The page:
Monday, September 17, 2007

Using Foreground Elements

Placing foreground elements within you shot not only create depth in a photograph, it is an excellent way to frame your subject.

This shot here was done for a hospital client in their lab. By placing beakers and other glassware on a cart in front of the lens, allowed me to frame my subject easily by moving the glassware for a pleasant composition. I lit the lab technition using a softbox from the left, I used a grid with a full CTB gel, this is where the blue cast is coming from on her left side of her head.

Using the backs and shoulders of other in a photo is another good way to frame you intended subject. I was shooting for a Real Estate developer who operates hundreds of apartment complexes around the country. I took one of their sales persons outside on an overcast day and put together this composition using an on sight maintenance person and another sales person as perspective renters.

I used a Nikon SB-800 on a stand pumped through a small octobox to the subjects right (camera left) a fill card was used to bounce fill into the shadow side of the face.

Here are a few more examples applying the same techniques as above. Using foreground elements really help to draw the viewers eye where you want them to go. The only lighting added to the UPS photo below was a fill card held by my assistant to the left of the frame just out of sight. The fill card bounces sunlight back into the subjects opening the shadow side of the face.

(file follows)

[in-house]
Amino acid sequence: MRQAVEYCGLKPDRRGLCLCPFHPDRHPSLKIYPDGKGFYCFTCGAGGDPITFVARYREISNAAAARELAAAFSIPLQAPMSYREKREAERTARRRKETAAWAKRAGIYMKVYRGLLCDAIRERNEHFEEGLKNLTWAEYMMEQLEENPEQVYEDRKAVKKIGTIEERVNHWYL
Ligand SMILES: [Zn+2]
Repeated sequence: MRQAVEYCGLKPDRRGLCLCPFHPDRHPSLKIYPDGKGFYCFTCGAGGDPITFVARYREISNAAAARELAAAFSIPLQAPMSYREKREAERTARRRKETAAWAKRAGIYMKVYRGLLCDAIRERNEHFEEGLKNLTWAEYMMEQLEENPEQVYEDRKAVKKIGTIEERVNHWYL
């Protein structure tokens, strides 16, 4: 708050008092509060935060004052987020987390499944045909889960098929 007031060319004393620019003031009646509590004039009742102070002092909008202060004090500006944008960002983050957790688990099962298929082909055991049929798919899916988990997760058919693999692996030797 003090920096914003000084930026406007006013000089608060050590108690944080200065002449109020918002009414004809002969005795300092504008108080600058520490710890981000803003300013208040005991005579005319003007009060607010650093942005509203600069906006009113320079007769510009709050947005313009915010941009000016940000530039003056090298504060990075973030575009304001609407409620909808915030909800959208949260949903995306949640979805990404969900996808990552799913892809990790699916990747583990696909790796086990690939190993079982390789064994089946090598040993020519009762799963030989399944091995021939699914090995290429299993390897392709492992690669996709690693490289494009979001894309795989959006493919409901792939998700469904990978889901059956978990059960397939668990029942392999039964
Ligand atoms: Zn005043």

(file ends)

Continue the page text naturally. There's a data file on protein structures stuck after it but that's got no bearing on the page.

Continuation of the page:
The last photo was shot for an oil & gas client in their drafting department. Once again by use of a foreground element depth and framing directs the viewers eye to what is important...Your subject.

I've been shooting for Fortune 500 companies for over 24 years specializing in annual report work. I love this type of work, I never know whats going to handed to me in the way of subjects or weather. Be sure to visit my website to view additional work.

2 comments:

Allie said...

Thanks for starting a blog! I've been intrigued by your work since seeing the Detroit People Mover shot on Strobist.

I'm sure you got a lot of offers after your "Day w/o Assistant" blog, but I'm in Denver and if you ever need a stand in, I would love to help out. I'm a girl, but I'm tall and strong and can lug lots of stuff. :)

I'm an engineer by day, but have been taking photos my entire life and in the past couple of years started formally doing so on the side. I'm trying to build my business the right way, so the opportunity to learn from someone with your talent/skill/knowledge would be fantastic!

Anyway, you can contact me at: a.mccormick@gmail.com if you ever need a hand. Thanks! Allison

SeanMcC said...

Hi Dave,
Followed over from Strobist originally, but I think I came from Dave Ziser today.

Thanks for the recent post on composition and the link to this one.

Everything you say rings true, but I actually find the bottles in the first image are forcing me in uncomfortably. Maybe I'm just being too aware, and that is the problem, rather than the image itself.

I'm hazarding a guess here too, and that is that the photos were exported from Lightroom, just based on the look of the copyright watermark.
If you want to change the font you can use Jeffrey's configuration manager at http://regex.info/blog/2007-03-13/395?nc3

Thanks again for your willingness to share.